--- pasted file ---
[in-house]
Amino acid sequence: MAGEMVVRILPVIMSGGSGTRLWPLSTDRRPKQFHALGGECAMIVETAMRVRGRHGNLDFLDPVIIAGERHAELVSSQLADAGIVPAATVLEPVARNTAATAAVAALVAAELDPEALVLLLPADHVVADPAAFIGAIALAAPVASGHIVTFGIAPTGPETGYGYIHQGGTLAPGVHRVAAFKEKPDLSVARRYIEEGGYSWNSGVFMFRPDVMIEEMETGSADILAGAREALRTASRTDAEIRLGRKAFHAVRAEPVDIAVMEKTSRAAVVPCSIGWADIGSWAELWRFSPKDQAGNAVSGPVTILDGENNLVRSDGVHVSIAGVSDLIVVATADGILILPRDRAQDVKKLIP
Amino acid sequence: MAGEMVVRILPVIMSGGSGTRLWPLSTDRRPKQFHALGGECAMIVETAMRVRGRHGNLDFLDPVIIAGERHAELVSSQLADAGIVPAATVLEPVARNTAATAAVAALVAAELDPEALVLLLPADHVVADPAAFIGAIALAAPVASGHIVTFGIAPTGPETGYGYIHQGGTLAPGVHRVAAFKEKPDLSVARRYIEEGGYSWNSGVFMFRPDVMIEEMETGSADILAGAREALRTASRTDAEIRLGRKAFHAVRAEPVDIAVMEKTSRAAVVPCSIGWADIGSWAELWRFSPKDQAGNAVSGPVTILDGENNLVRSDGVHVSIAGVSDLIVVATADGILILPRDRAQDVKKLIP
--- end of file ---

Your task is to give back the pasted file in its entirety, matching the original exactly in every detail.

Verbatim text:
[in-house]
Amino acid sequence: MAGEMVVRILPVIMSGGSGTRLWPLSTDRRPKQFHALGGECAMIVETAMRVRGRHGNLDFLDPVIIAGERHAELVSSQLADAGIVPAATVLEPVARNTAATAAVAALVAAELDPEALVLLLPADHVVADPAAFIGAIALAAPVASGHIVTFGIAPTGPETGYGYIHQGGTLAPGVHRVAAFKEKPDLSVARRYIEEGGYSWNSGVFMFRPDVMIEEMETGSADILAGAREALRTASRTDAEIRLGRKAFHAVRAEPVDIAVMEKTSRAAVVPCSIGWADIGSWAELWRFSPKDQAGNAVSGPVTILDGENNLVRSDGVHVSIAGVSDLIVVATADGILILPRDRAQDVKKLIP
Amino acid sequence: MAGEMVVRILPVIMSGGSGTRLWPLSTDRRPKQFHALGGECAMIVETAMRVRGRHGNLDFLDPVIIAGERHAELVSSQLADAGIVPAATVLEPVARNTAATAAVAALVAAELDPEALVLLLPADHVVADPAAFIGAIALAAPVASGHIVTFGIAPTGPETGYGYIHQGGTLAPGVHRVAAFKEKPDLSVARRYIEEGGYSWNSGVFMFRPDVMIEEMETGSADILAGAREALRTASRTDAEIRLGRKAFHAVRAEPVDIAVMEKTSRAAVVPCSIGWADIGSWAELWRFSPKDQAGNAVSGPVTILDGENNLVRSDGVHVSIAGVSDLIVVATADGILILPRDRAQDVKKLIP